Arrivals: Jin Jin

'I'm a tree that grew up in China, but whose roots are in Israel.'

Jin Jin 88 224 (photo credit: David Stromberg )
Jin Jin 88 224
(photo credit: David Stromberg )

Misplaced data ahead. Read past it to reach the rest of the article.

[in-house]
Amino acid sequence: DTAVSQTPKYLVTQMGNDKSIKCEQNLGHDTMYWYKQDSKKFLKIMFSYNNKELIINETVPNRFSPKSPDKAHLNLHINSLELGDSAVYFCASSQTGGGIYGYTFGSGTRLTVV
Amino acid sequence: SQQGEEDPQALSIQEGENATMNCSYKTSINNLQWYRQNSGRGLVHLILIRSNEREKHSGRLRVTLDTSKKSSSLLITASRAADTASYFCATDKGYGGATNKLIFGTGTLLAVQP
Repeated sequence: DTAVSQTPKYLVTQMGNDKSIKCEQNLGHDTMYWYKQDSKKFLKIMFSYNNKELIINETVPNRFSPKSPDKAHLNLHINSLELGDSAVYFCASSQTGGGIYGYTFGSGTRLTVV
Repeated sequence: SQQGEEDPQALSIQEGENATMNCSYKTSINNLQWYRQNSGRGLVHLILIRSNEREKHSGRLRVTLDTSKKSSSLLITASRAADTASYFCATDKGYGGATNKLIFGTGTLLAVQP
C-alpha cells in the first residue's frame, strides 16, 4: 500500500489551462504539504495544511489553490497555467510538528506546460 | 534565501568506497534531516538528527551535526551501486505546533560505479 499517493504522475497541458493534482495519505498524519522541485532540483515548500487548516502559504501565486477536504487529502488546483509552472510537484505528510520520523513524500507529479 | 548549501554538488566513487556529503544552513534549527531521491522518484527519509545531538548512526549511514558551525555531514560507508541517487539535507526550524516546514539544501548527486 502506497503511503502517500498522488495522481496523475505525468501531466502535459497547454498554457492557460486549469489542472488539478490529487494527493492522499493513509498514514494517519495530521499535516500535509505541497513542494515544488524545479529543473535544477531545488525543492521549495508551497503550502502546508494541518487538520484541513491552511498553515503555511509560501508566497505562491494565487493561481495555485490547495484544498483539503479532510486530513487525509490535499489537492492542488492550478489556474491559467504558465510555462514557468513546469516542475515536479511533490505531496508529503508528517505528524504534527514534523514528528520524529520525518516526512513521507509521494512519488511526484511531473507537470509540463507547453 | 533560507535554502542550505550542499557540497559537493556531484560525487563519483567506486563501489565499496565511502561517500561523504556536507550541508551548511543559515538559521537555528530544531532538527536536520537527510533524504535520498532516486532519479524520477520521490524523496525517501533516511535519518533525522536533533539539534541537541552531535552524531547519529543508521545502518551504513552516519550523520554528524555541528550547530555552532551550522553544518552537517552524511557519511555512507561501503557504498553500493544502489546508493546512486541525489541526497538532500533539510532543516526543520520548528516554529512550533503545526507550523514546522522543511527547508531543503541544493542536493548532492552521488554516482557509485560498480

Jin Jin was 13 when her father took her to meet a large group of Jewish tourists who had come to Kaifeng, China, looking for Jews. Her father had told her from an early age that she was a Jew, though he couldn't explain what that meant beyond the family's prohibition against eating pork. And though she had been born and raised in this city on the banks of the Yellow River, once she saw this group of foreigners singing and dancing together, she says something happened inside and she felt connected to a world outside China. BEFORE ARRIVAL As China began to open up, more tourists came to Kaifeng, and with them Jewish groups looking for remnants of Kaifeng's Jews, a community believed to be established in the 12th century. Jin's father would gather local Jews and bring them to meet the foreign Jews. "They would ask, 'Do you light candles on Shabbat?'" recalls Jin, "but we couldn't answer, because we didn't know what Shabbat was." Around 2002, an observant American Jewish man, whom Jin can't identify because of the sensitivity of his work, began to travel to Kaifeng with the goal of resurrecting the Kaifeng Jewish community and eventually bringing it to Israel. Jin's father, who knew many of the Jewish households in the city, took the American from one family to the next to introduce him and his goals. The American started teaching Judaism, Jewish history and Hebrew to those interested in their Jewish roots. A new community of 10 to 20 activists formed around these studies, gathering every Shabbat in an apartment that served as a secret minyan which they called a school. Jin's father and sister now live there and look after the premises. UPON ARRIVAL Jin was one of four young women who were ready to commit themselves to a life in Israel and a process of conversion. They had studied together for two years in Kaifeng, and all received permission from the Chinese government to travel to Israel. It was Jin's first time away from home, and she cried throughout the whole plane ride. She stopped crying only when they were met at the airport by Michael Freund of Shavei Israel, an organization that seeks out so-called lost Jews and helps them return to Israel. Freund took the four straight to the Western Wall, where she started crying again. From the Wall, Freund took them to Bat Ayin in Gush Etzion, where for the next year they would live and study in the Midreshet Be'erot learning program for women. "In China," Jin says, "I never felt a need to prove that I was Jewish. I was a Jew even if I didn't know what it meant. In Israel, I felt the need to study - not to prove anything, but to be Jewish." During her interview with the rabbinate, Jin was asked whether she had picked a Jewish name for herself. She answered that she had, and her choice was Yeholia, which she had picked from a list of Jewish names. "One of the rabbis asked me, 'Do you want to be part of the Jewish people?' I told him, 'Yes.' He said, 'Then pick a name that other Jewish people have.' But I didn't want a different name." Following their successful conversion, all four girls went to live and work on the religious kibbutz Sde Eliahu in the northern Beit She'an Valley. Jin worked in the vineyards in the early morning, and then studied at ulpan. After five months, they were supposed leave the kibbutz and start their aliya process, but because of a miscommunication, they missed their appointment at the Interior Ministry. Shavei Israel rescheduled their appointment, but only for for three months later. They had nowhere to go, so they went back to Sde Eliahu for another ulpan session. FAMILY HISTORY Jin says that in her family, each generation told the next that they were descended from Jews. They've traced their family back 10 generations, but beyond this vague identification of "Jew," they weren't able to say what it meant. Until the early 1980s, the family's Jewish ethnicity was marked on their internal passports. The only Jewish tradition her family has retained is the rejection of eating pork, the most commonly eaten meat in China. WORK While she's on vacation from her Hebrew University preparatory classes, Jin works as a cleaner in the mornings, and at the Aroma cafe on Mount Scopus two evenings per week. Because of the difference between the tests Jin is used to and the exams she had at the university, she didn't do as well as she needed to continue at Hebrew University. But she's intent on being accepted there, and will study and work throughout the next year to do better on the exams. LIVING ENVIRONMENT Jin and one of the other girls, Shuvi (Nina Wang), live together in a dormitory room at the university. "It's too small," says Jin. "There are two beds, one long desk, one closet." Since they won't be continuing at Hebrew University, she and Shuvi have to move out before the beginning of the next academic year. After three years of sharing a room, Jin is now looking for her own room. HOBBIES "I like to study languages," Jin says, "especially Hebrew." She has even started translating Jewish traditions and holiday stories into Chinese. She says she also reads a lot, mostly in Chinese, books which she or others brings back from travels to China, or which she reads on the Internet. CIRCLE/FRIENDS "We know a lot of people who helped us when we came here, both classmates and teachers." There are people in Tel Aviv, Givat Ze'ev, Beit Shemesh, and other places around the country. In addition, the four young women meet almost weekly. "We've lived and done everything together for two years. We're like sisters." LANGUAGE Jin speaks English fluently. Her Hebrew studies, however, are going less well. After two sessions at the kibbutz ulpan, Jin was admitted to Level C based on her university Hebrew entrance exam. "At first it was fine," Jin says, "but after the first semester we got to Level D, and it was too hard for me." After the difficulty of the last semester, she says she needs a little break from Hebrew. RELIGION "Once you become Orthodox, it's hard to go back. You know very little no matter how much you study Torah, but it's difficult to go back to a life in which one doesn't know God." IDENTIFICATION "I'm a Kaifeng Jew." She describes herself as a tree that grew up in China, but whose roots are in Israel. "Torah is my water, and the mitzvot are my leaves." PLANS/DREAMS Jin plans to study international relations and dedicate herself to helping Kaifeng Jews return to Israel. "There are problems at the Interior Ministry to bring more Kaifeng Jews," she says, and explains that she'd like to gain a diplomatic position in order to help resolve some of the internal and foreign issues standing in the way of further repatriation. To propose an immigrant for an 'Arrivals' profile, please send a one paragraph e-mail to: